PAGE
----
Mill Street Church of Christ v. Hogan (1990) Brief

Mill Street Church of Christ v. Hogan
785 S.W.2d 263 (Ky.App. 1990)

Facts: The church hired Hogan to paint the church, and Hogan started, but then decided that it was more than he wanted to handle. He told an elder of the church that he would need some help. The elder suggested a man, but didn’t say he had to hire that person. Hogan got his brother Sam to help him, but Sam’s ladder broke and he fell and broke his arm. Bill reported the accident and the church paid Sam for the ½ hour of work he had completed. Bill didn’t use his own tools (he purchased them on the church’s account). Sam sued the church, seeking worker’s compensation benefits from them. The petitioners said that they erred in holding that Hogan didn’t possess the implied authority as an agent to hire Sam.

Issue: Was Bill Hogan an agent of the church with implied authority to hire Sam?

Holding: Yes, Bill had implied actual authority due to past practices. The course of dealings of the brothers in the church went back several years. The church knew that he hired his brother to help on many jobs. When Sam came to work, he believed that his brother had the authority to hire him. Though the church claimed that Bill Hogan didn’t have the authority to hire Sam, there was implied actual authority by the church to Bill that he could hire his brother, based on the need for help and the past dealings.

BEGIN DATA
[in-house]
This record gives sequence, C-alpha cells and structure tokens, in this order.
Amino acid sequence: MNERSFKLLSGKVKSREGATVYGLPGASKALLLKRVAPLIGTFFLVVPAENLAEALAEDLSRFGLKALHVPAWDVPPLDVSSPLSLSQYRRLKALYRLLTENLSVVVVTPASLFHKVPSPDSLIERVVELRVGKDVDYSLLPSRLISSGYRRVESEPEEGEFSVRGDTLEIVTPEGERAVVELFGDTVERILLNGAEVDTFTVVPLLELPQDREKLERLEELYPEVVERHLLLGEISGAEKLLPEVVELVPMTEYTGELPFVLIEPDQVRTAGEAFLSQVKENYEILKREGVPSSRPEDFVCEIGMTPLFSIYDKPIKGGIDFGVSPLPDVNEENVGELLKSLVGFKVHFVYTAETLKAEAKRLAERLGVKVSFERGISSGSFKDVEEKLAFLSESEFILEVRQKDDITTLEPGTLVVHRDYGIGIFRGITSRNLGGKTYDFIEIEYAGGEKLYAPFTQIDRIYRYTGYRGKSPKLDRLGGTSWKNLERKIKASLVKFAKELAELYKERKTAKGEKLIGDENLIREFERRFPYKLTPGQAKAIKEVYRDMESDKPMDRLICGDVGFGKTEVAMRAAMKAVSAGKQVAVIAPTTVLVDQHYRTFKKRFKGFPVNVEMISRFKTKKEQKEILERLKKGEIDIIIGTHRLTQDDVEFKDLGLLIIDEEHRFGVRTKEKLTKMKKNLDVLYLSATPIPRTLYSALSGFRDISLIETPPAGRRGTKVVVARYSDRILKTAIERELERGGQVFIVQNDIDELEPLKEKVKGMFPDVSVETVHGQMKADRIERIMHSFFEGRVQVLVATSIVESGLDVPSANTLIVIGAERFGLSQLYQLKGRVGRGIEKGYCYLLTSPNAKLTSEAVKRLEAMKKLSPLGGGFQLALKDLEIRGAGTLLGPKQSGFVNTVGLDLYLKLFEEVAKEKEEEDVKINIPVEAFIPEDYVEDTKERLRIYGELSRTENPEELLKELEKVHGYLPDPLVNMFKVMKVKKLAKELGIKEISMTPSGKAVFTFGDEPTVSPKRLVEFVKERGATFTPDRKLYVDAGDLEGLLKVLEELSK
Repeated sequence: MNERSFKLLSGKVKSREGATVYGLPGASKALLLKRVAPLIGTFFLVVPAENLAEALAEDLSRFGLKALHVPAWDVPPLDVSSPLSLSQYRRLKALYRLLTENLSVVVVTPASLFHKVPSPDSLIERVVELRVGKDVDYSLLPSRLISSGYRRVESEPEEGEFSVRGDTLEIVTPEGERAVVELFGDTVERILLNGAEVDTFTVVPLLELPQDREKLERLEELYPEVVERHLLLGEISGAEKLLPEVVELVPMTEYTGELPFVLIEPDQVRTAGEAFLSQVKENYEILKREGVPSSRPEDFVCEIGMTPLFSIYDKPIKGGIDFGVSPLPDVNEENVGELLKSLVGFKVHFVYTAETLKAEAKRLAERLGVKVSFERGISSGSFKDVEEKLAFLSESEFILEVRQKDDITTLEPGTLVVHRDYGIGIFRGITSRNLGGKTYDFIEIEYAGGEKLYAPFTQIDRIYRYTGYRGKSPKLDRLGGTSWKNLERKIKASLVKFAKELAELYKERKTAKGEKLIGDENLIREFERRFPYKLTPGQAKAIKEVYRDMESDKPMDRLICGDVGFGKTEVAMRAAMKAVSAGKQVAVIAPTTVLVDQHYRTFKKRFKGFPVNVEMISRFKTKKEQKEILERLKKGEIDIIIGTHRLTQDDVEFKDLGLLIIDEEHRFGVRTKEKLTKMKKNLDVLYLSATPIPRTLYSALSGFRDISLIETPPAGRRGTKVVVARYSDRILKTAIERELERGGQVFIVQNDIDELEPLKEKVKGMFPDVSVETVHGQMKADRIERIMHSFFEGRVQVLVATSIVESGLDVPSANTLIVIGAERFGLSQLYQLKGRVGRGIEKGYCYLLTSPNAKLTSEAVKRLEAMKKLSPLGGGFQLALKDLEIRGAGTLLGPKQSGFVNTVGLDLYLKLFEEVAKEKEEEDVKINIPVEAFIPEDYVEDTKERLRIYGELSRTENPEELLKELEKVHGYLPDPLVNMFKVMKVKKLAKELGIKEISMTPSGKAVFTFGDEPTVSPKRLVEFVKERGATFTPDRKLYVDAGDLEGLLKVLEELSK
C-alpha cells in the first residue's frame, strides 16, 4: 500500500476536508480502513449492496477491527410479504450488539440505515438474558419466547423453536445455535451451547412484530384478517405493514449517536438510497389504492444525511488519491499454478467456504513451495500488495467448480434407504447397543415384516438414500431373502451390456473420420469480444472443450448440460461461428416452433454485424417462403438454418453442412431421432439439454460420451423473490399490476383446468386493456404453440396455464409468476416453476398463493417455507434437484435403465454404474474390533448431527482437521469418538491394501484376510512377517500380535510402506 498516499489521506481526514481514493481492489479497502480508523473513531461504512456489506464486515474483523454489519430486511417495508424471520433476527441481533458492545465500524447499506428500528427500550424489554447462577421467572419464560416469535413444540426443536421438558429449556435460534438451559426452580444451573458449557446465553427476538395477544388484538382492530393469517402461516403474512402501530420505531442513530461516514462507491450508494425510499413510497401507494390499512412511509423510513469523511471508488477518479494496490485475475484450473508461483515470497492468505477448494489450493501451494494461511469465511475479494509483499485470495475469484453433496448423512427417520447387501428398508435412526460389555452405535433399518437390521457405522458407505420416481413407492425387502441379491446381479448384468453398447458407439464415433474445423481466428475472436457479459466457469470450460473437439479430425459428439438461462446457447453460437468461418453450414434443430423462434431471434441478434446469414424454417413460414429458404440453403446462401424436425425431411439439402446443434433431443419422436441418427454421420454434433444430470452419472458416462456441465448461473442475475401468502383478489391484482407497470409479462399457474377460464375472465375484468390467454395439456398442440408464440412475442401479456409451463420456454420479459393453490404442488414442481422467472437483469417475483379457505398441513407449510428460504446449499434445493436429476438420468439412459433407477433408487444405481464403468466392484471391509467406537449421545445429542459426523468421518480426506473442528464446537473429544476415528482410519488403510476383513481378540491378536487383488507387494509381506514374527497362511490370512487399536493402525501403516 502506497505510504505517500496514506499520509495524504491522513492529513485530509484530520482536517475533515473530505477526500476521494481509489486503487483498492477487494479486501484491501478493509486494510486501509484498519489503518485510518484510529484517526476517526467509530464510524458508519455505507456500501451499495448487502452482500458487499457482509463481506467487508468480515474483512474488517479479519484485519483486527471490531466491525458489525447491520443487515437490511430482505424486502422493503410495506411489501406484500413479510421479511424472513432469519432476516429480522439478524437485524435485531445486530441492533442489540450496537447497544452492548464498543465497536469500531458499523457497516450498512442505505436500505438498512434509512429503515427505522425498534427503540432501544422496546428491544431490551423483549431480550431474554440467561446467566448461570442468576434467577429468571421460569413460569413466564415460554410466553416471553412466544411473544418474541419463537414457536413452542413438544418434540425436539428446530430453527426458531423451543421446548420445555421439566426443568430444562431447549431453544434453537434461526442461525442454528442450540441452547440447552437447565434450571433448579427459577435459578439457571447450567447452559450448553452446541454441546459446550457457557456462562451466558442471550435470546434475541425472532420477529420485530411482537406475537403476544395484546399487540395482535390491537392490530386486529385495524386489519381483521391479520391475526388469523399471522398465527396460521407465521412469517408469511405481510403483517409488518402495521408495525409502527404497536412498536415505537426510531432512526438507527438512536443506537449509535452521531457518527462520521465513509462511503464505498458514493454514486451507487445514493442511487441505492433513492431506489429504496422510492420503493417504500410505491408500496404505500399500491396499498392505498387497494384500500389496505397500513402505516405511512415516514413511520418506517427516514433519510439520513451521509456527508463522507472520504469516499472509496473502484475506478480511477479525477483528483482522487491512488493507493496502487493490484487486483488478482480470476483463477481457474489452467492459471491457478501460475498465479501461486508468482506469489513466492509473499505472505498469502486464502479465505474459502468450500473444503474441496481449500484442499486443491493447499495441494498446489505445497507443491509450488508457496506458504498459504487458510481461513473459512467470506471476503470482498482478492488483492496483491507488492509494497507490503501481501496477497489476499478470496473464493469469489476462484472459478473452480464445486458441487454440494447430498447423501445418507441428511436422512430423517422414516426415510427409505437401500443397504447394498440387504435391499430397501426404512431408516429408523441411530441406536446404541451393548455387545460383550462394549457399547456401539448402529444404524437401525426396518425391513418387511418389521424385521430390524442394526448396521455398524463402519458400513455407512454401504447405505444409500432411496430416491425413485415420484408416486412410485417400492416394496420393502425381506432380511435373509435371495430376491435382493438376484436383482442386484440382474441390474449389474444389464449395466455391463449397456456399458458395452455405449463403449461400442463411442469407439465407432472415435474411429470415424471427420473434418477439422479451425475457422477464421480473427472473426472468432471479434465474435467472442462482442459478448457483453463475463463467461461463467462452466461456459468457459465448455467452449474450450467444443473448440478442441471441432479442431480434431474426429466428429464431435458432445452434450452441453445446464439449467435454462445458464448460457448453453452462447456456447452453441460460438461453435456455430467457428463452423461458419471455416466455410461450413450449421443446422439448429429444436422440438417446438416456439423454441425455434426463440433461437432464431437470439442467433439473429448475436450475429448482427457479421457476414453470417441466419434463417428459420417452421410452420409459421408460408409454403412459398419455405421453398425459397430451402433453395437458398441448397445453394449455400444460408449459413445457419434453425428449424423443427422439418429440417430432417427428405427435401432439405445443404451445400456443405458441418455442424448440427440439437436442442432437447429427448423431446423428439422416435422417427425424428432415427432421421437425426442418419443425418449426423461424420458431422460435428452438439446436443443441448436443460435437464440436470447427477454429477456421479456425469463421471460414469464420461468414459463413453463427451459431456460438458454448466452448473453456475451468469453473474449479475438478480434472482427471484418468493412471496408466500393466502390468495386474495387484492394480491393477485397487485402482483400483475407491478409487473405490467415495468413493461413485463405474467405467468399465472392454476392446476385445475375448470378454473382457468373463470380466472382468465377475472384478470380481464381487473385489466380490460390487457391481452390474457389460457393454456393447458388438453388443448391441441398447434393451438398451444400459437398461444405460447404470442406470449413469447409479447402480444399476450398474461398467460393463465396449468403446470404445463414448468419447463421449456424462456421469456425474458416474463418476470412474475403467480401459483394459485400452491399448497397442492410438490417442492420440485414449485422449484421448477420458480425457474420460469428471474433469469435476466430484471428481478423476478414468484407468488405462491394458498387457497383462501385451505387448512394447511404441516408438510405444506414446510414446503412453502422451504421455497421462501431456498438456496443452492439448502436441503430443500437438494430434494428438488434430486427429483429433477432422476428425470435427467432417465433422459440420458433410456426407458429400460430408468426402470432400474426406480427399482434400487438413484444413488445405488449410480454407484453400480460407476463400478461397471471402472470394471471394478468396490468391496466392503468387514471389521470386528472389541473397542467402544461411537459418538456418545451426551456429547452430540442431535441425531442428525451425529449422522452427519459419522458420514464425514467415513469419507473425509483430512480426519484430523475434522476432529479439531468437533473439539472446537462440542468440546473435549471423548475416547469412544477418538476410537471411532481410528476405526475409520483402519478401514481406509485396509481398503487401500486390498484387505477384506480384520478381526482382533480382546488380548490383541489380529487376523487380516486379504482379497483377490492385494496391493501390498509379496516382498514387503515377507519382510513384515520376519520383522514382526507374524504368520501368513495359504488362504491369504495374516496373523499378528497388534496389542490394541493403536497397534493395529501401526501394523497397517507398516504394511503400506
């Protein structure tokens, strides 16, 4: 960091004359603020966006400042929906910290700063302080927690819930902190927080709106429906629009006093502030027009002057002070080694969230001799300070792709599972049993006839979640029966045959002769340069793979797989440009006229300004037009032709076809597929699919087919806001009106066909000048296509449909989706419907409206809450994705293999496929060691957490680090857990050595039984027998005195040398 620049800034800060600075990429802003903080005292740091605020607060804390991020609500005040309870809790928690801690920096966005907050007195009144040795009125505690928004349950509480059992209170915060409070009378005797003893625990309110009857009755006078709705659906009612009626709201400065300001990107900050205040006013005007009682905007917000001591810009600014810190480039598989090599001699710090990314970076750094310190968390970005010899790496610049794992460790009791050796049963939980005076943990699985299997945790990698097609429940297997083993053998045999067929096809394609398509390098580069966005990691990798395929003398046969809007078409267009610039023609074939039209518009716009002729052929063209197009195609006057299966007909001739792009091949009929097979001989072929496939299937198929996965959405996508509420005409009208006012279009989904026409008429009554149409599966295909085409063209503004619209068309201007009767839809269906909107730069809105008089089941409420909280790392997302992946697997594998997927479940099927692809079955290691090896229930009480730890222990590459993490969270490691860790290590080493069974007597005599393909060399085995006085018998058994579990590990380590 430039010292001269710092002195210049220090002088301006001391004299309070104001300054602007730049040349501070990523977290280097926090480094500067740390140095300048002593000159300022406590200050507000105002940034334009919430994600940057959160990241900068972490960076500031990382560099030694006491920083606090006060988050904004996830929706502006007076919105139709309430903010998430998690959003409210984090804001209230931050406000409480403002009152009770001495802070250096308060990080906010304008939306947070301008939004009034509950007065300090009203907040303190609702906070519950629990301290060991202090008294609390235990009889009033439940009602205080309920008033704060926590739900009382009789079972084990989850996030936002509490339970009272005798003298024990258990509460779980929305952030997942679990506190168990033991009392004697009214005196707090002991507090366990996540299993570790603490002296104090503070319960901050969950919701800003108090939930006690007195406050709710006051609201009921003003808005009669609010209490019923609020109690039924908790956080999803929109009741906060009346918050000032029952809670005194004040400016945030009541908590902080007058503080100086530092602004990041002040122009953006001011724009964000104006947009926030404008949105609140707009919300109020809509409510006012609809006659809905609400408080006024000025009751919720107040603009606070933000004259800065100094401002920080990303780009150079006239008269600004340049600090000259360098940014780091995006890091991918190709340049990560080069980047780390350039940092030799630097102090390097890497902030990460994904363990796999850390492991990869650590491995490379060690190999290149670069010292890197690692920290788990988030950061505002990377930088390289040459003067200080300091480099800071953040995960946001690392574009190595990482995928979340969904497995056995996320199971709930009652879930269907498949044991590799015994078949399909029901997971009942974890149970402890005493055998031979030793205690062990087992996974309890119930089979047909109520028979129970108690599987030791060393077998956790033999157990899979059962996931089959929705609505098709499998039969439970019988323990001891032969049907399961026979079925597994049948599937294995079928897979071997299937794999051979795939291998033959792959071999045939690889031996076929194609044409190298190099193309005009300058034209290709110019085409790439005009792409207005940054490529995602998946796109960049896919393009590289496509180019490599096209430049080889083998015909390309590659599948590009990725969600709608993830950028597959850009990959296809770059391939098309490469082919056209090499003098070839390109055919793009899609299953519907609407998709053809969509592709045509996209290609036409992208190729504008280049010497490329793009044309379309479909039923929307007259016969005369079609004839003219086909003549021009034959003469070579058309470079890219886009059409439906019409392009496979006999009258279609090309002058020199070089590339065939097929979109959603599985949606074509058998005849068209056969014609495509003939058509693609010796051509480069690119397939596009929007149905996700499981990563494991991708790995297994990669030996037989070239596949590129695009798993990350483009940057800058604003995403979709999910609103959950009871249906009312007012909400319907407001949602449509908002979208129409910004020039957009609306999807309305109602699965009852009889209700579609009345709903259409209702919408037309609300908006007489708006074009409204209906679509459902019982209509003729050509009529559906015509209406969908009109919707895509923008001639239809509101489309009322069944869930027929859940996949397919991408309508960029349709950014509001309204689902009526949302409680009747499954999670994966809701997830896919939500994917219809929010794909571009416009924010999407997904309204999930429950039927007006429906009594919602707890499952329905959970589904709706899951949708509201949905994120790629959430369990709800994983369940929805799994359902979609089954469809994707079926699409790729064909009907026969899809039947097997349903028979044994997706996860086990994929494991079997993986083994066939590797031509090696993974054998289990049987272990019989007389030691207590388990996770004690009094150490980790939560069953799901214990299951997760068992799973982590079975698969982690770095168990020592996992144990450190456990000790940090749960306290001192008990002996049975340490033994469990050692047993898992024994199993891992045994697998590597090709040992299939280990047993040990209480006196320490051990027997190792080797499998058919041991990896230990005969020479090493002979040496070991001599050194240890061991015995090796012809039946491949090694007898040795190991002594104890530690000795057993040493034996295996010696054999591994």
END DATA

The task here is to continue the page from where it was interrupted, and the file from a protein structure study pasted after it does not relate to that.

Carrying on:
Implied Authority – actual authority circumstantially proven which the principal actually intended the agent to possess and include such powers as are practically necessary to carry out the duties actually delegated. The test is whether the agent reasonably believed, because of conduct of the principal, that the principal wishes him to act in a certain way or to have certain authority (‘clothed with indicia of authority’).

Rule: A person has the authority to do certain acts that will bind the principal based upon the past practices and the way that the business has operated.

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